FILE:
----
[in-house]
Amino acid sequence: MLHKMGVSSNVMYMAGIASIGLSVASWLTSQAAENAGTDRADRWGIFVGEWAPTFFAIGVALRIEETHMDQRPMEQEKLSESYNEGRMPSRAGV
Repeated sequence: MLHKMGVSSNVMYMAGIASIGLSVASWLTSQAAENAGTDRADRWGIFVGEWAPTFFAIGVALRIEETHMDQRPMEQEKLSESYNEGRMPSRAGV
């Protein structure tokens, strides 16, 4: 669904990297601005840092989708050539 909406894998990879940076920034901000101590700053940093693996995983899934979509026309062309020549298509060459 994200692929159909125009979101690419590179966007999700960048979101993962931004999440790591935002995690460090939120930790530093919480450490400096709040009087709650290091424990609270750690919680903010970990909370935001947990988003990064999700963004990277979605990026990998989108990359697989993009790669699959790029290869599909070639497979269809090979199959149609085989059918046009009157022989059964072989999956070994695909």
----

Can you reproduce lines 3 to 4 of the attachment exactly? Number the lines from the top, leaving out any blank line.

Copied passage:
Repeated sequence: MLHKMGVSSNVMYMAGIASIGLSVASWLTSQAAENAGTDRADRWGIFVGEWAPTFFAIGVALRIEETHMDQRPMEQEKLSESYNEGRMPSRAGV
């Protein structure tokens, strides 16, 4: 669904990297601005840092989708050539 909406894998990879940076920034901000101590700053940093693996995983899934979509026309062309020549298509060459 994200692929159909125009979101690419590179966007999700960048979101993962931004999440790591935002995690460090939120930790530093919480450490400096709040009087709650290091424990609270750690919680903010970990909370935001947990988003990064999700963004990277979605990026990998989108990359697989993009790669699959790029290869599909070639497979269809090979199959149609085989059918046009009157022989059964072989999956070994695909």